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4 Answers

Mold is becoming the biggest health concern in the eastern US. Does building with Hebel block minimize or eliminate mold growth?

I am looking for a very energy efficient way to build a house and to avoid all mold issues inherent with plastic wrapped houses that can't breathe. Living with mold greatly increases symptoms of Lyme disease.
Got any suggestions?

In Green building techniques | Asked By Margery Brache | Feb 8 12
3 Answers

Why mechanically fasten sump pumps

What other reasons to fasten down sumps?
1) Reducing moisture vapor in basement
2) Air infiltration into house through any holes
3) back flooding into basement

In Energy efficiency and durability | Asked By Rick Jenkins | Feb 9 12
10 Answers

Relative importance of embodied energy?

I read this case study by David Fridley of Lawrence Berkeley National Laboratory:

Then I remembered one of Martin's blog entries:

The case study indicates that when evaluated on a annual basis, the embodied energy of a residential building is roughly equal to the energy consumed for its operation. The case study assumes a 30 year life-span for these buildings which is average in China.

In General questions | Asked By Lucas Durand | Aug 21 10
5 Answers

Insulating a house

Dear Sirs: I am building walls on the inside of my kitchen and was wondering what is the best way to insulate the walls. I want to use paper backed insulation with plastic. Should I put the plastic on the back side of the wall then insulate or should I insulate and then put the plastic on top of the insulation on the inside of the walls. Any help and information that you could furnish me will be greatly appreciated. Thanks. jbrock2751@comcast.net

In Energy efficiency and durability | Asked By John Brockway | Feb 9 12
61 Answers

"What must we say?"

I stumbled on this ancient video recently and heard a sort-of contrarian statement:
"don't EVER say that hot air rises..because that AIN'T so"
(just watch the first 1:30 minutes)

"What happens is that the less dense air is pushed up by the colder air"

I had never heard it put that way ...hmmm.... very interesting

So yesterday Allison Bailes Posts a Blog on the same subject.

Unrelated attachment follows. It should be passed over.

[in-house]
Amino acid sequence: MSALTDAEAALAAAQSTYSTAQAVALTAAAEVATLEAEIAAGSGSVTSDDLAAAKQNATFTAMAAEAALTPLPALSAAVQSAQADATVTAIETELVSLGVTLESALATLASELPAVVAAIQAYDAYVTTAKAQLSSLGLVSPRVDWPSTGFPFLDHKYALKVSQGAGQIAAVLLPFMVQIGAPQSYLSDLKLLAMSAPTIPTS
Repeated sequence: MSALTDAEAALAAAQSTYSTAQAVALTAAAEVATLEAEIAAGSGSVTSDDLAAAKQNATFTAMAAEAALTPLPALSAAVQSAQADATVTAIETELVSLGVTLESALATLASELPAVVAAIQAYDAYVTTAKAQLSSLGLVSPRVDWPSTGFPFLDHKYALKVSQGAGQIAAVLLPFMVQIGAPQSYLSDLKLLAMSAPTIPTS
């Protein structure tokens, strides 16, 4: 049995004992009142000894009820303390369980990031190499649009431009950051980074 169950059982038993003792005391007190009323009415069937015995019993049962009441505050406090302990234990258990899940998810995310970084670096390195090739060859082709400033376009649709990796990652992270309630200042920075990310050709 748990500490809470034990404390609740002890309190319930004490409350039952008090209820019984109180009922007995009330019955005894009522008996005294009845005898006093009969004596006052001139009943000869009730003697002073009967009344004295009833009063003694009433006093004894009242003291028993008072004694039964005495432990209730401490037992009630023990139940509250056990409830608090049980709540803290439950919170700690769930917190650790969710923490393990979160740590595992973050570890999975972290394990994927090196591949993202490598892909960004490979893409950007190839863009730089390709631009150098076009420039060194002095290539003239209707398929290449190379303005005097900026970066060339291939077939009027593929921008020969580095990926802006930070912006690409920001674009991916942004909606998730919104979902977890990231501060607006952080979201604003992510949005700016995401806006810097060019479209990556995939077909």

In General questions | Asked By John Brooks | Jan 31 12
2 Answers

Spray foam insulation - What's the best way to patch a spray foam (open cell) insulated wall?

We've had to move some plumbing lines in a freshly spray foamed (open cell foam) insulated wall. This requred us to remove some of the insulation. What's the best way to refill the insulation here without calling out the original applicator and paying his $500 minimum trip charge?

In Energy efficiency and durability | Asked By Dave Sykes | Feb 8 12
2 Answers

Is air sealing still needed when adding exterior foam?

We are currently at the framing process on our new home. ~1900 sq-ft., ICF basement (unfinished).
~1900 sq-ft main level and 800 sq-ft upper level. Located in Zone 5B central UT.

Most of the exterior will be stucco and I plan on having 2.5" of foam installed underneath on top of the 7/16" sheathing (2x6 walls) I was able to foam gun most of the sill plate to top of foundation as wall as the side bottom edge of the rim board all the way around.

In Green building techniques | Asked By Darren Smith | Feb 9 12
8 Answers

Insulating and protecting an existing brick wall

We are renovating our 100+ year old house room by room. We realize the most common and effective way to insulate is with spray foam (our brick is in excellent condition with no apparent water damage). Our problem is that because we are doing the renovations room by room, spray foam is not the most cost effective way to insulate. I can't seem to find any mention of using rigid insulation in previous articles. Can anyone make suggestions as to how to insulate with rigid (IE are vapour / air barriers required when insulating against the existing brick) and if it will do more harm than good?

In GBA Pro help | Asked By Amy Rancier | Feb 7 12
4 Answers

REScheck v. Energy Modeling

I'd like to start a discussion around the differences as well as the advantages/disadvantages of using REScheck (or COMcheck) and/or an energy model. Although REScheck seems to have been originally written to show energy code compliance cost-effectively, it is often used or mistaken for an energy model - I think primarily because it shows a "% improvement" over code, which is a commonly requested output from energy models when complying with a "above code" program.

I am curious to hear about people's experience using REScheck.

In General questions | Asked By David Epley | Feb 6 12
6 Answers

Best Practices in Mold-Resistant Bathrooms

GBA Community,
I have looked at a variety of best practices in mold-resistant bathroom strategies and materials for a moderate size full bathroom. I have landed on the following:

In Green building techniques | Asked By David Epley | Feb 2 12
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